GLENN: Is the opportunity to collaborate in a collective artwork — as opposed to being a solo artist — another important part of the appeal of the Crochet Reef?
WERTHEIM: One thing that we get told, again and again, is how much engagement with the math and science is meaningful. And the other thing that the participants tell us that is immensely powerful to them is the opportunity to participate in a total work that is more than just themselves. In the upper echelons of the art world, what is valorized is the individual genius of the artist. But what this project taps into is the opposite of that. There are many tens of thousands of hours of work in this totality. When you walk into an art exhibition where there is more than five hundred people’s work on display, the sheer congealed hours of human labor helps you see that it is just simply is physically impossible for one person to do this much work. The totality of what thousands of people produced is much more — both greater and more beautiful — than what any individual genius, one individual person, could produce.
GLENN: So it's not merely the Crochet Reef's sheer size that's so impressive, but its variation?
WERTHEIM: When you walk into a room with five hundred people’s work and each person has been free to express themselves differently — obviously many of them just do the "canonical" reef patterns, but lots of them will also take up and go in special directions — you get such a feeling of commitment and intensity, of handmade labor. There are knitting machines, but there is no such thing as a crochet machine, so the Project is true commitment.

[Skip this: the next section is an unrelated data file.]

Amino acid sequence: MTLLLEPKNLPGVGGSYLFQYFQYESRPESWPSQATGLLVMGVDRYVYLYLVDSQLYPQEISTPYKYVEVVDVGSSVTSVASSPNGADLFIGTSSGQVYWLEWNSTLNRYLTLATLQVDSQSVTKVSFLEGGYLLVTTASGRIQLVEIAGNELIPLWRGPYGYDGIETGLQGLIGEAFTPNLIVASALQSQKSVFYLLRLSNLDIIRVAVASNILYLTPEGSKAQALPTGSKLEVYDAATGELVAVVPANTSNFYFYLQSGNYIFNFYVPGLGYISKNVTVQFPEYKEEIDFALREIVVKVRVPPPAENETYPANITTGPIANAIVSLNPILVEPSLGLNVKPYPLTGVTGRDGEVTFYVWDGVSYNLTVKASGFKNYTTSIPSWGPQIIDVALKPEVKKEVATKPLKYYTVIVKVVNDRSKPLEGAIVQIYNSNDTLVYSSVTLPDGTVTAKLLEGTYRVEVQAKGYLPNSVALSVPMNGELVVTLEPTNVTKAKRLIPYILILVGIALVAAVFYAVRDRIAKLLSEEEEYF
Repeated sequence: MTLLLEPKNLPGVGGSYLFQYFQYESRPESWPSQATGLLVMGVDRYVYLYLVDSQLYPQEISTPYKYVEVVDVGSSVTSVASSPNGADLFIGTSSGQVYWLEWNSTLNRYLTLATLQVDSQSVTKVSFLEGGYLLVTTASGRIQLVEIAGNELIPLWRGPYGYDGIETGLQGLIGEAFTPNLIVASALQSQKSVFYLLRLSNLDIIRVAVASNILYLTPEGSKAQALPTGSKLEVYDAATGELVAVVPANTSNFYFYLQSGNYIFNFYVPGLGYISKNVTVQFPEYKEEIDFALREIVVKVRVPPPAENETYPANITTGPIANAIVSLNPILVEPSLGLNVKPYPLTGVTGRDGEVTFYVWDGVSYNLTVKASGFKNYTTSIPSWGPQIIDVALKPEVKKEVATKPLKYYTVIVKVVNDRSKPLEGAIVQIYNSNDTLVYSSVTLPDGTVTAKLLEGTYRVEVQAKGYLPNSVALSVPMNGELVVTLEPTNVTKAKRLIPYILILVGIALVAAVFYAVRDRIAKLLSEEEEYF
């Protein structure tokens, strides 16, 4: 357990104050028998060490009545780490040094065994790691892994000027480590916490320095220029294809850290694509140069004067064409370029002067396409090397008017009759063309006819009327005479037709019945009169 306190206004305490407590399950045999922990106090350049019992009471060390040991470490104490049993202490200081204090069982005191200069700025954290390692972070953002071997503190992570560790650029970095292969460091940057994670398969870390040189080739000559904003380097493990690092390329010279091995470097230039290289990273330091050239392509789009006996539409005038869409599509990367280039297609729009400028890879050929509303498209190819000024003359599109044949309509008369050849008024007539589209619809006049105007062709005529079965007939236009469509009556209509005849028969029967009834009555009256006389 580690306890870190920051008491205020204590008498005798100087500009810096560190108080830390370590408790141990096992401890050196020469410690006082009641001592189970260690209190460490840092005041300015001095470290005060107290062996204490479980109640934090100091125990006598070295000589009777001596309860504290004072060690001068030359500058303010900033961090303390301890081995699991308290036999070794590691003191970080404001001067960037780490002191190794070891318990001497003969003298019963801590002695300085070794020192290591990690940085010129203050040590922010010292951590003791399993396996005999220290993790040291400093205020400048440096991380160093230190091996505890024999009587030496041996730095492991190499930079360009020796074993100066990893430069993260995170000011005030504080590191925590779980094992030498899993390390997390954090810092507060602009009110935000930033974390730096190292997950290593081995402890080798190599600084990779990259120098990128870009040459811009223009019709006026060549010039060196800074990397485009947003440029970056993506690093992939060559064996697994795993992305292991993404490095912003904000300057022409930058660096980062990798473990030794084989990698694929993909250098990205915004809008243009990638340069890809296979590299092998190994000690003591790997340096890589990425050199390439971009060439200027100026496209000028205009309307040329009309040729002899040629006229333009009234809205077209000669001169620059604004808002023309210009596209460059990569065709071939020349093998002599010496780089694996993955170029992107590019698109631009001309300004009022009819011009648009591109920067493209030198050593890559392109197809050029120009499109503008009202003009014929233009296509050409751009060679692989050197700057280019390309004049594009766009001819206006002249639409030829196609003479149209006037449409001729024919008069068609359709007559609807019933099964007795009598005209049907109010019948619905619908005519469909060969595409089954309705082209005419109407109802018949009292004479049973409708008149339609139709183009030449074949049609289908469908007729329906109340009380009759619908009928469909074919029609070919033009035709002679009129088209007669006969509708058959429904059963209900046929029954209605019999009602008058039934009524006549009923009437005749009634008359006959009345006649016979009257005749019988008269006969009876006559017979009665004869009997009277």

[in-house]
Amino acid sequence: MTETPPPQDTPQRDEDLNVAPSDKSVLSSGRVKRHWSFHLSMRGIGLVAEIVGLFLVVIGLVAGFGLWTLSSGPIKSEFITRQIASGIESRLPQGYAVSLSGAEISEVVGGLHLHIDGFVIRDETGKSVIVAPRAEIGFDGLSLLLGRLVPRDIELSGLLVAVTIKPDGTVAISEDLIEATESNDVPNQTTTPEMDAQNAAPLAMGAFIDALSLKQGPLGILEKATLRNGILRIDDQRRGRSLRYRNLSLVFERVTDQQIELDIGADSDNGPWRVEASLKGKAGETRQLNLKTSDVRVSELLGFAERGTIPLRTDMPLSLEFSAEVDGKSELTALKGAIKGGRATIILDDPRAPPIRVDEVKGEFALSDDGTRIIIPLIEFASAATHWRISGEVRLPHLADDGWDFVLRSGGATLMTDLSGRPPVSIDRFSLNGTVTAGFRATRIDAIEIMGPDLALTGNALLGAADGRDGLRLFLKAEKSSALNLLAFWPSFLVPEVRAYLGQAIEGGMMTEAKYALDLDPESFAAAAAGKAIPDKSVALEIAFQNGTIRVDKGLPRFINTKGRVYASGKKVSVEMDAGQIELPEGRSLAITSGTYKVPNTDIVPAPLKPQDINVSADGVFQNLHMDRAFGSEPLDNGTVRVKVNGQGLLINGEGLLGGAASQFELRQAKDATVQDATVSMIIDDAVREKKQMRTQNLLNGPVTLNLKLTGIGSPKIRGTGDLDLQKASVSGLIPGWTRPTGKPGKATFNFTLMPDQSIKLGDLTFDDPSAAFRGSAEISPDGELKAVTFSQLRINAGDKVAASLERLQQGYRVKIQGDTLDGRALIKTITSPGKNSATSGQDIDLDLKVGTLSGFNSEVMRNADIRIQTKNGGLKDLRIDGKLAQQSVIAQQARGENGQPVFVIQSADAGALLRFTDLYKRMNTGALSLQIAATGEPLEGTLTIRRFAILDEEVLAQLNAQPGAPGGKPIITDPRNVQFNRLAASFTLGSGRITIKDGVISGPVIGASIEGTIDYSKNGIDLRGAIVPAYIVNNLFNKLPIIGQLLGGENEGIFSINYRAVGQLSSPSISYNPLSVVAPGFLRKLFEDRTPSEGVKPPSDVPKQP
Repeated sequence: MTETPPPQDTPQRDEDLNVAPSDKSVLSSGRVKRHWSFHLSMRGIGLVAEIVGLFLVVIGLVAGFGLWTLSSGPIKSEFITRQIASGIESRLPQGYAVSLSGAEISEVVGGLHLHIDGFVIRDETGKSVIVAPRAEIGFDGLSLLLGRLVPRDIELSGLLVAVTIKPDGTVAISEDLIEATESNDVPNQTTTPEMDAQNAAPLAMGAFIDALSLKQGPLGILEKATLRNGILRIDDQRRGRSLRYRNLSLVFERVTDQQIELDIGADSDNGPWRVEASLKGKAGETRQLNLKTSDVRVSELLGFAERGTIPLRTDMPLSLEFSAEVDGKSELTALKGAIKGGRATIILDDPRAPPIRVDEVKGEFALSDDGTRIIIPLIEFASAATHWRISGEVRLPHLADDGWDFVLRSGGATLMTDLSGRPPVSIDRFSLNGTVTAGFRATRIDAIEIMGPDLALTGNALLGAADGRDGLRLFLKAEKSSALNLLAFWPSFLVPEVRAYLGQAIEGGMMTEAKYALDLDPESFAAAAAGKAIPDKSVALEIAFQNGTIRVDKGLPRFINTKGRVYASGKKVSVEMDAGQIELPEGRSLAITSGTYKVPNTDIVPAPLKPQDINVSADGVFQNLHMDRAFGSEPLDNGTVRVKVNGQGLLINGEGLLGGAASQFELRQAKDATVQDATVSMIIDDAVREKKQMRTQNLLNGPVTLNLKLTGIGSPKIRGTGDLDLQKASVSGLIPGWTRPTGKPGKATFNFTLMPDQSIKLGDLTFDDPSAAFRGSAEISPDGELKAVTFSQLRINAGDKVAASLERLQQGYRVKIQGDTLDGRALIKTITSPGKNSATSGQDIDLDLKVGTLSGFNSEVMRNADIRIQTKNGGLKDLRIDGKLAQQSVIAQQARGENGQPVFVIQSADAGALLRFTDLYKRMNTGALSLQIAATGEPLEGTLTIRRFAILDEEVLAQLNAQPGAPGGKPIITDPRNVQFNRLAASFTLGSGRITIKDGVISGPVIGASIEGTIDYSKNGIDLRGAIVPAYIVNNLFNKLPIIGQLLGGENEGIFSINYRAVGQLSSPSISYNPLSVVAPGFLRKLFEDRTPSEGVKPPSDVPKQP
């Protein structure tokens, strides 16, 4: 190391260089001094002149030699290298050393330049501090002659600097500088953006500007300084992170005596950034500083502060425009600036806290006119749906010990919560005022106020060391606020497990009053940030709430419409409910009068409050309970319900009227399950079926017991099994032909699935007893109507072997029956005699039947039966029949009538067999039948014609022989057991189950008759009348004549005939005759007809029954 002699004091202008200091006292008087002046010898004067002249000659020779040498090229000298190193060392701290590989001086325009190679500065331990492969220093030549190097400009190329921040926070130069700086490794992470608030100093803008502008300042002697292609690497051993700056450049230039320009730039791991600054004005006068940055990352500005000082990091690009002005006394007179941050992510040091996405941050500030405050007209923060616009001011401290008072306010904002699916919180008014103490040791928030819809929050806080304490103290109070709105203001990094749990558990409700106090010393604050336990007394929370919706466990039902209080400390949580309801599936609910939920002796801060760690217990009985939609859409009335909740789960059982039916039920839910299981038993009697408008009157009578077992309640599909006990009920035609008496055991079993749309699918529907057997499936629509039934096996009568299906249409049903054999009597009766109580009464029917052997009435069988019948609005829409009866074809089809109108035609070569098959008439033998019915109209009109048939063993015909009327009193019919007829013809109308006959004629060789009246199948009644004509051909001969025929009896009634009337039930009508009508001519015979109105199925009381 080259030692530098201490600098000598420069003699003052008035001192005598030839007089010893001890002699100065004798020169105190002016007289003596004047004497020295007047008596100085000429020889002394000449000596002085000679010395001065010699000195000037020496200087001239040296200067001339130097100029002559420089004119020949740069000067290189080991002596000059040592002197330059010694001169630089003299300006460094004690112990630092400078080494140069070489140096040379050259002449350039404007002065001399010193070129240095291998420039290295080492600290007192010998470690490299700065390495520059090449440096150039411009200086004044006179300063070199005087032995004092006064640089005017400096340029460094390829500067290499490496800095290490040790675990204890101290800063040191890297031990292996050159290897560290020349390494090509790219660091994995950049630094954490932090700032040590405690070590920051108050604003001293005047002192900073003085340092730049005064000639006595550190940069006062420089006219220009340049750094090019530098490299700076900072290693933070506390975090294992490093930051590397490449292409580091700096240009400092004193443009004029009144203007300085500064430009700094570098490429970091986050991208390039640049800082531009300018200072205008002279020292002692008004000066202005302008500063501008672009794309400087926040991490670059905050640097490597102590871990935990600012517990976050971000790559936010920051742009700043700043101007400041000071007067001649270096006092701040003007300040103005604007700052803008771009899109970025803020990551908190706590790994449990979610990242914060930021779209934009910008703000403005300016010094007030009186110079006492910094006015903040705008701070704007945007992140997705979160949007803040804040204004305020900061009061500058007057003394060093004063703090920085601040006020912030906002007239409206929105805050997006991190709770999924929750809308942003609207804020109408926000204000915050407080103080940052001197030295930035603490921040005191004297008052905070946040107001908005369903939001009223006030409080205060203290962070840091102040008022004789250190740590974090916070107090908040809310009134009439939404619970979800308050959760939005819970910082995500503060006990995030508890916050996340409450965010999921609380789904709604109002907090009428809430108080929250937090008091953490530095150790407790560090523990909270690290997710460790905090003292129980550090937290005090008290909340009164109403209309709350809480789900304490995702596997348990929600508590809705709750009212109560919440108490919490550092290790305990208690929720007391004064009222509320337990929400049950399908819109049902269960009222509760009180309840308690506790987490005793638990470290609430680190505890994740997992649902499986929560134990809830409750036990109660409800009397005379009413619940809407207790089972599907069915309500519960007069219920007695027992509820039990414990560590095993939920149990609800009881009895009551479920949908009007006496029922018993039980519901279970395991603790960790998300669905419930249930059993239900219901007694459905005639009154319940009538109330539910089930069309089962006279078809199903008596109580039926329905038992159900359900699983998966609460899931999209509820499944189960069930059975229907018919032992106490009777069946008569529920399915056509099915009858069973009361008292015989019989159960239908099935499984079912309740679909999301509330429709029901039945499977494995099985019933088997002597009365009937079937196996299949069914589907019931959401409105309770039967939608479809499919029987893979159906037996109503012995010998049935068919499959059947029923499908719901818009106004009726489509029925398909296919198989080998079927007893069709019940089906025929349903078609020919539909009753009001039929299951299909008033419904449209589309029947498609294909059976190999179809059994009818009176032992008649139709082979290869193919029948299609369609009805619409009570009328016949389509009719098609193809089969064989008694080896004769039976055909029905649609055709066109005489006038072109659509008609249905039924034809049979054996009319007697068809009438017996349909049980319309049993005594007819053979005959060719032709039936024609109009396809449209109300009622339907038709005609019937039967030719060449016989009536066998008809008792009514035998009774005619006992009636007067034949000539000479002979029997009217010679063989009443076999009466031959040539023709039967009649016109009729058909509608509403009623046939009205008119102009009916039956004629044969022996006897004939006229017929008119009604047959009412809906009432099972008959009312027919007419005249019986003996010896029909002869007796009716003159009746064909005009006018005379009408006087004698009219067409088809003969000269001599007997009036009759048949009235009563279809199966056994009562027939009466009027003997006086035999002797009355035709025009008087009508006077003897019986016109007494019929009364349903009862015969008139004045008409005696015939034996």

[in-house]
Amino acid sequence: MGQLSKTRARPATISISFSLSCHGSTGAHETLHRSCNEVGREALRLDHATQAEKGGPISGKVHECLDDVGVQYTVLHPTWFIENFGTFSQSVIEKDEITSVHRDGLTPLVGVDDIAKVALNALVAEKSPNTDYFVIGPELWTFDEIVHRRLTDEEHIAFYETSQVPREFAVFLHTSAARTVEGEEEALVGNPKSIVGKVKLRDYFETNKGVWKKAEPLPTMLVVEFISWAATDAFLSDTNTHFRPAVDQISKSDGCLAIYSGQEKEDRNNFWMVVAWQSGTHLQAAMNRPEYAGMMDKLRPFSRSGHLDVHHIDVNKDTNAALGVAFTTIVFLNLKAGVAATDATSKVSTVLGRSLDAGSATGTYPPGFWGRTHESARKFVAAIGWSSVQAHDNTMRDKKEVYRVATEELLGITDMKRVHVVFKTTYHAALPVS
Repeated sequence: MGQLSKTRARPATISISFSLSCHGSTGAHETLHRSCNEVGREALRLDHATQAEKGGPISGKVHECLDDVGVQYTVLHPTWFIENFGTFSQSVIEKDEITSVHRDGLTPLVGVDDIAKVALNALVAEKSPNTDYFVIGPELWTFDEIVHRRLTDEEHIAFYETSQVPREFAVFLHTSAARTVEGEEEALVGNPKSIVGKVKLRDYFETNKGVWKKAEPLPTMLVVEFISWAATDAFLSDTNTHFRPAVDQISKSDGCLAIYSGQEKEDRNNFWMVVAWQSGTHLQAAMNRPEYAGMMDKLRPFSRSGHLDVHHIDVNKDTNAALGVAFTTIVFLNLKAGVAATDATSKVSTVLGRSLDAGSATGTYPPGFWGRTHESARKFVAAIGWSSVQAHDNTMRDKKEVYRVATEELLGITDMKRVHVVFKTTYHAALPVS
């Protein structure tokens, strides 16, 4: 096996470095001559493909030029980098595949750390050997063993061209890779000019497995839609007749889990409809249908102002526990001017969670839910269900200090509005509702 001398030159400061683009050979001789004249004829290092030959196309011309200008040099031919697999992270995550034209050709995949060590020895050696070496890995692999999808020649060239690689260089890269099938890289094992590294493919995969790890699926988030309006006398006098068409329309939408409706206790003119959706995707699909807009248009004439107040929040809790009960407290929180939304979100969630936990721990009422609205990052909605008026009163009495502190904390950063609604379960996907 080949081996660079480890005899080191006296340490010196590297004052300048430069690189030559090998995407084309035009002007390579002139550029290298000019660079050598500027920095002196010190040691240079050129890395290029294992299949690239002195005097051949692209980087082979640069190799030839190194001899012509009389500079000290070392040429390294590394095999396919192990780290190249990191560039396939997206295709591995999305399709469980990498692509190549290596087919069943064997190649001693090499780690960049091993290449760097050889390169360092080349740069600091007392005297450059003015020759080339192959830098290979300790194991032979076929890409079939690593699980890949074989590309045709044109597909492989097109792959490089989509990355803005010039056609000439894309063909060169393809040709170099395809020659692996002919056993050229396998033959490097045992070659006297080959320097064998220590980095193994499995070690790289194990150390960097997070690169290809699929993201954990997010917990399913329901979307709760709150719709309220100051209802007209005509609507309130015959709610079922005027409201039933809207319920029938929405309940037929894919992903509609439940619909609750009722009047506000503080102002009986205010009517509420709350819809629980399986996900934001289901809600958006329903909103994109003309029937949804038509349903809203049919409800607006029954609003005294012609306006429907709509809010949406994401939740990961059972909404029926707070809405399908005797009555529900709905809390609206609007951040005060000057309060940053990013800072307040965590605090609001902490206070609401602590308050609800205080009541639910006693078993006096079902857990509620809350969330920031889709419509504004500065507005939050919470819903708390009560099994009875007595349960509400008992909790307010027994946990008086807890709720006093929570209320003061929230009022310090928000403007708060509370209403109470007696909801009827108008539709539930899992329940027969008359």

GLENN: Do you think women are more attracted to collaborative projects than men are?
WERTHEIM: In terms of the collective group enterprise, women have been having sewing circles and quilting bees since the dawn of time. Some critics have argued, with good cause, that the collective feminist art projects of the early 1970s — like the 1972 installation "Womanhouse" — were the start of this whole trend that is now called Relational Aesthetics, which is to say artistic practices that take as their point of departure human relations as opposed to a solo genius, and which has been taken up by many men.
GLENN: What is your end goal for the Crochet Reef?
WERTHEIM: What we would love is if some museum somewhere would give it a permanent home so we could set it up once and for all beautifully. It is too big to store in our house. At the moment it is all in storage in Arizona, and then it will go to Ireland, and then to Smithsonian Museum of Natural History later this year.
GLENN: If a museum does take the Crochet Reef, will people stop contributing to it?
WERTHEIM: I doubt it. Every week, I get emails from communities all over the world saying, "We want to do this." It has truly gone viral. People say, "How long do you intend to keep doing this?" I don’t know. I used to have a serious career as a science journalist. I write books about the cultural history of physics, and I have been struggling to get my most recent book finished because the reef literally took over my life.